Impact of a severe influenza vaccine shortage on primary care practice.

Department of Pediatrics, University of Colorado at Denver Children's Hospital, Denver, USA.
American Journal of Preventive Medicine (Impact Factor: 4.28). 01/2008; 33(6):486-91. DOI: 10.1016/j.amepre.2007.07.038
Source: PubMed

ABSTRACT Because of influenza vaccine shortages during the 2004-2005 influenza season, vaccine was targeted for high-risk priority groups.
To assess among primary care physicians: (1) ability to identify priority patients; (2) extent of shortages; and (3) effects of shortages on vaccine redistribution, patient referral and future plans for vaccine delivery.
Mailed surveys of pediatric (Peds), family medicine (FM), and general internal medicine (GIM) physicians randomly selected from the American Medical Association master file.
Response rate was 37% and the study population included 377 Peds, 319 FM, and 251 GIM physicians. Seventy-five percent of Peds, 58% of FM and 60% of GIM had some method to identify priority patients, although only 39%, 21%, and 18%, respectively, had a computerized method. Forty-five percent of Peds, 73% of FM, and 75% of GIM experienced shortages, for a median of 2-3 months. Approximately 48%-50% of Peds, FM, and GIM obtained additional influenza doses; among these, 53% received vaccine from a public health entity. Fifty-one percent of Peds, 79% of FM, and 80% of GIM referred high-risk patients for immunization, 94% of the time to a public health clinic. More than 95% planned to administer influenza vaccine next season.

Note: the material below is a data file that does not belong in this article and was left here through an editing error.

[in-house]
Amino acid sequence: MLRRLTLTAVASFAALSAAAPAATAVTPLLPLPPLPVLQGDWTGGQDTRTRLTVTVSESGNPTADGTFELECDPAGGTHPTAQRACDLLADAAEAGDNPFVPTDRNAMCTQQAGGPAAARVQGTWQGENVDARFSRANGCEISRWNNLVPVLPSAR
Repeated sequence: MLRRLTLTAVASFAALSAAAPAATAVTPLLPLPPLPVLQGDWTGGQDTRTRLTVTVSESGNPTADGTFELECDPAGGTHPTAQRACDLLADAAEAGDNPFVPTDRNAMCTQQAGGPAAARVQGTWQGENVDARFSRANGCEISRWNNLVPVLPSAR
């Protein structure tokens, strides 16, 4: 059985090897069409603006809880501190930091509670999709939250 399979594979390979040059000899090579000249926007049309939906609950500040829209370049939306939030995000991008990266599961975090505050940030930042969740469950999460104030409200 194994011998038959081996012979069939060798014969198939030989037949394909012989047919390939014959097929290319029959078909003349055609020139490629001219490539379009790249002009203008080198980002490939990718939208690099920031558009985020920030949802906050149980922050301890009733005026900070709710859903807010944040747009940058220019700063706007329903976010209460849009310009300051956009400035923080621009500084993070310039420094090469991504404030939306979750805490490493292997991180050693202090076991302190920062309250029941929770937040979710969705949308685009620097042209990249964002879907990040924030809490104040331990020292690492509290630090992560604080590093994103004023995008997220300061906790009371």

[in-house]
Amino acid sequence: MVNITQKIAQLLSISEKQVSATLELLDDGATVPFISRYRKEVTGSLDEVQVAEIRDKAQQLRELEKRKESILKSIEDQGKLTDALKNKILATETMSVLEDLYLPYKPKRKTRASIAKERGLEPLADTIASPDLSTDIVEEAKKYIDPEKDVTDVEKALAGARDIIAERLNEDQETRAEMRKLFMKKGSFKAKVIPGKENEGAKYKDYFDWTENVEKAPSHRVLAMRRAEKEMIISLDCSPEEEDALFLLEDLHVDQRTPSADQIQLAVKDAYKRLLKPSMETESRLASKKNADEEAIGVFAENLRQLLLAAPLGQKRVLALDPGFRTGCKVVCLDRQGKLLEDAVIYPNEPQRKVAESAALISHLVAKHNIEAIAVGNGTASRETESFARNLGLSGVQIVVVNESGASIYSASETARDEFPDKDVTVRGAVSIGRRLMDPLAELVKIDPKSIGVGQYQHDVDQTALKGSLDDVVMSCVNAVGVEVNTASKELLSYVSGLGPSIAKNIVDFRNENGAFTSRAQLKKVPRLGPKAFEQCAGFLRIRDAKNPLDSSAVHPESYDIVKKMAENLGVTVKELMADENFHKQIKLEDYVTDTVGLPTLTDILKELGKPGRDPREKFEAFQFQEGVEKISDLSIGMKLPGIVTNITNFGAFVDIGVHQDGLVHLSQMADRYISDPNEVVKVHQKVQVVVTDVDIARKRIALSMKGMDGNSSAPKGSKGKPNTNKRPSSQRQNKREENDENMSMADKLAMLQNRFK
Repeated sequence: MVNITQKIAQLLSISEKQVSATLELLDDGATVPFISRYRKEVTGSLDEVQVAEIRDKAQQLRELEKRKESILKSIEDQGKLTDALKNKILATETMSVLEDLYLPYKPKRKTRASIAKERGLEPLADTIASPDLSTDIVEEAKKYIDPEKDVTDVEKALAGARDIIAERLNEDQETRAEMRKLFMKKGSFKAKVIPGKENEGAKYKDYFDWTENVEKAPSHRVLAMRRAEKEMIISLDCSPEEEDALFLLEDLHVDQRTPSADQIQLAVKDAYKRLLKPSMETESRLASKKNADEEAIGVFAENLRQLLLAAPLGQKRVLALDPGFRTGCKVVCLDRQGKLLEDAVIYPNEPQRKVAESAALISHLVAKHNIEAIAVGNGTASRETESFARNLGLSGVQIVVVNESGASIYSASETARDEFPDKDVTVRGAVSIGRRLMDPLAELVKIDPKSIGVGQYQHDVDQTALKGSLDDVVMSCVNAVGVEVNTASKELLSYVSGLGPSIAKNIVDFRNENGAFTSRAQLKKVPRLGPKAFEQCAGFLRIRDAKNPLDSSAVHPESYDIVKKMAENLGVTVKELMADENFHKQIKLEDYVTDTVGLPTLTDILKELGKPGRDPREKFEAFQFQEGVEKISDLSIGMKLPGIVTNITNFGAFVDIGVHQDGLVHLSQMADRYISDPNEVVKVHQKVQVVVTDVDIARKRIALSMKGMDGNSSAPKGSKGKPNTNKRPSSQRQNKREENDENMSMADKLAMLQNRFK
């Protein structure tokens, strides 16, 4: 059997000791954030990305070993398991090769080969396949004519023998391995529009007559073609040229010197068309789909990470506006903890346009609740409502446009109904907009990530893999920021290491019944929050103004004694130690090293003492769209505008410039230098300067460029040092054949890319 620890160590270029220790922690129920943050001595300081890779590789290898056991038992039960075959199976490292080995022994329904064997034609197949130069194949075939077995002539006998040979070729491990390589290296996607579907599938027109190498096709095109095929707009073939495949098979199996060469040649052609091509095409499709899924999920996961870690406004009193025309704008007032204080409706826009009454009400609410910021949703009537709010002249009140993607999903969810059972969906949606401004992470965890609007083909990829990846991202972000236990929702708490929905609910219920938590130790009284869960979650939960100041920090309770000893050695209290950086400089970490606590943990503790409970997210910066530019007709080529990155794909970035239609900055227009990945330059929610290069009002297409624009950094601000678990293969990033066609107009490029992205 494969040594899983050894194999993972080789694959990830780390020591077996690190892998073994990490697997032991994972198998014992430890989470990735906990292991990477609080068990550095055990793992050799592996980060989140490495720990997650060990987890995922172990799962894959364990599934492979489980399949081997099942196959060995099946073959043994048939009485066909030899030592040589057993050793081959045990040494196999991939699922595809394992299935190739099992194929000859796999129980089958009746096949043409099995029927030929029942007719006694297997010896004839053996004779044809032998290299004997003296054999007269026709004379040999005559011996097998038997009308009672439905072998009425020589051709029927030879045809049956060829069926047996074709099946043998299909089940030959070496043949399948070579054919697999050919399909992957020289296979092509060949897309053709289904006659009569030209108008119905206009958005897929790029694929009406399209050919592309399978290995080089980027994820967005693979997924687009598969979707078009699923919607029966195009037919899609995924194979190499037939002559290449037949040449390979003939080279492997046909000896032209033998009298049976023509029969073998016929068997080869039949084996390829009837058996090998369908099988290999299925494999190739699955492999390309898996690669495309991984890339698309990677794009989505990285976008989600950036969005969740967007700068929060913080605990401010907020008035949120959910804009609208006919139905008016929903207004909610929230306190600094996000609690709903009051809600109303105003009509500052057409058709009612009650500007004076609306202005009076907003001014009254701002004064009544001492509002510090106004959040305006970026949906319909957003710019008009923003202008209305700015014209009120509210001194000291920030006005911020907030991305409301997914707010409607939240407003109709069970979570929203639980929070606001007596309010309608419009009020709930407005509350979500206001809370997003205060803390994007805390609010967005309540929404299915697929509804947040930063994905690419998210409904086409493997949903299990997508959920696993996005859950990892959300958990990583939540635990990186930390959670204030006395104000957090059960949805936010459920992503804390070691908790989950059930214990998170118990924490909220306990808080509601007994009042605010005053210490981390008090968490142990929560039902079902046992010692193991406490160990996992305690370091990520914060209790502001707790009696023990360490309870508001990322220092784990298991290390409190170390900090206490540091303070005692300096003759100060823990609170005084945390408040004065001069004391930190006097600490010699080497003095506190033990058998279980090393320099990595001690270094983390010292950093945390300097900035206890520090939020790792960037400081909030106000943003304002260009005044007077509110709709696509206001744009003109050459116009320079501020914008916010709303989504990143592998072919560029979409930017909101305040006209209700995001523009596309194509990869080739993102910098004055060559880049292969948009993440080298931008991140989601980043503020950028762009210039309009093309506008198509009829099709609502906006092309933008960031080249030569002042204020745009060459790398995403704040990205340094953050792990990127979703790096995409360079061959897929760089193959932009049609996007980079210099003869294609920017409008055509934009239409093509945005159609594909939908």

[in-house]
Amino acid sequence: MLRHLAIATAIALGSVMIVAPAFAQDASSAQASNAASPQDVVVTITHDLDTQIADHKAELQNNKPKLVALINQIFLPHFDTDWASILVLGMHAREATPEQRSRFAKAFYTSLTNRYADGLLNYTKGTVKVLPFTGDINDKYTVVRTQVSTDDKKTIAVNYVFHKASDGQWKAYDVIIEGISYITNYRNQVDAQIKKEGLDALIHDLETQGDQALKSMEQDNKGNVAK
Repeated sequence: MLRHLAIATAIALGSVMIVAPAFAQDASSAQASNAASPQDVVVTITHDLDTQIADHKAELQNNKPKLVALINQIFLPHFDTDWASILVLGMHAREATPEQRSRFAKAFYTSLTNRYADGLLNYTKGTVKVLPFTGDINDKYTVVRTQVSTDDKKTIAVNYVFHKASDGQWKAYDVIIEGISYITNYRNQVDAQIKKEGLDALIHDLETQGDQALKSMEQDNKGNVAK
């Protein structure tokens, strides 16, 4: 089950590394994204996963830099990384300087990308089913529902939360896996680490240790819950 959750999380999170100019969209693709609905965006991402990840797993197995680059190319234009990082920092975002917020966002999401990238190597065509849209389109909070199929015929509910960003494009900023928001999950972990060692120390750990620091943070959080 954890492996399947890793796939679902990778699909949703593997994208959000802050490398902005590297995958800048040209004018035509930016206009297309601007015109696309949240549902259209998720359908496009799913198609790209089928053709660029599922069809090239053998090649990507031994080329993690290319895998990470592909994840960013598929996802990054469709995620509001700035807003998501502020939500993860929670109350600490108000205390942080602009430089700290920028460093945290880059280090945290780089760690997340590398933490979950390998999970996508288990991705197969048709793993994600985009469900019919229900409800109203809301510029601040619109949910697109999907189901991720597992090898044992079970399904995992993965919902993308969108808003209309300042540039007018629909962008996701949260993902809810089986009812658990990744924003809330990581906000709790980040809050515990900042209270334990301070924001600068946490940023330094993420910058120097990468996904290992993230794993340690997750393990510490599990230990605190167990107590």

The majority of physicians experienced influenza vaccine shortages for prioritized patients, especially those providers caring for adults. There was significant vaccine redistribution and patient referral, primarily involving the public health system. Enhancing methods of targeting priority patients and increasing cooperation with public health entities should be priorities in dealing with future influenza vaccine shortages.

1 Bookmark
  • [Show abstract] [Hide abstract]
    ABSTRACT: Adaptive array weight adjustment algorithms are described by time varying stochastic differential equations. A new method employing a two-variable perturbation analysis is used to investigate the effects of the weight fluctuations on the Applebaum algorithm performance in the presence of multiple jammers. An explicit solution of the directivity pattern in the direction of the jammers for the two-jammer problem is derived. An improved formula for the output signal-to-interference plus noise ratio (SINR) is obtained. It is shown as expected that the greater the number of signals at the array input the greater the degradation in the directivity pattern in the direction of the interfering signals and the greater the degradation in the output SINR. In addition, we show that the performance degrades uncontrollably when the number of independent jammers approaches the number of array elements. A comparison is made of the new results and those obtained using standard approximations. Substantial differences are caused by first-order terms in the perturbation.
    Military Communications Conference, 1985. MILCOM 1985. IEEE; 11/1985
  • [Show abstract] [Hide abstract]